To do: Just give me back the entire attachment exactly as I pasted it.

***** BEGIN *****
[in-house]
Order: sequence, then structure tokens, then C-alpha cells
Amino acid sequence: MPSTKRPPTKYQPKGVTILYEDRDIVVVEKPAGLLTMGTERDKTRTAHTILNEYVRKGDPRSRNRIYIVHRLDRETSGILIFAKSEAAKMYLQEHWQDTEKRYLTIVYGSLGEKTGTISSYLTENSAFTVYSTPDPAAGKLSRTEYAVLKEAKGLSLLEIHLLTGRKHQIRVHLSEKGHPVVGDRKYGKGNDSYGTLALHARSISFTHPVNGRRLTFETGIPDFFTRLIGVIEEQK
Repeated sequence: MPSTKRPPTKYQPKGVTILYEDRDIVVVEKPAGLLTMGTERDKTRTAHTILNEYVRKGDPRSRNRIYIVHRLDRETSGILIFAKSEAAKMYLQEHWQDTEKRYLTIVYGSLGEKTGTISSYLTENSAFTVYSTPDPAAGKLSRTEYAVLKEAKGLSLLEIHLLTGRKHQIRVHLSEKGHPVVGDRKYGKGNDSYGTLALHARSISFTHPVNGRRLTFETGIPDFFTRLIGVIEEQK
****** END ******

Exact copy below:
[in-house]
Order: sequence, then structure tokens, then C-alpha cells
Amino acid sequence: MPSTKRPPTKYQPKGVTILYEDRDIVVVEKPAGLLTMGTERDKTRTAHTILNEYVRKGDPRSRNRIYIVHRLDRETSGILIFAKSEAAKMYLQEHWQDTEKRYLTIVYGSLGEKTGTISSYLTENSAFTVYSTPDPAAGKLSRTEYAVLKEAKGLSLLEIHLLTGRKHQIRVHLSEKGHPVVGDRKYGKGNDSYGTLALHARSISFTHPVNGRRLTFETGIPDFFTRLIGVIEEQK
Repeated sequence: MPSTKRPPTKYQPKGVTILYEDRDIVVVEKPAGLLTMGTERDKTRTAHTILNEYVRKGDPRSRNRIYIVHRLDRETSGILIFAKSEAAKMYLQEHWQDTEKRYLTIVYGSLGEKTGTISSYLTENSAFTVYSTPDPAAGKLSRTEYAVLKEAKGLSLLEIHLLTGRKHQIRVHLSEKGHPVVGDRKYGKGNDSYGTLALHARSISFTHPVNGRRLTFETGIPDFFTRLIGVIEEQK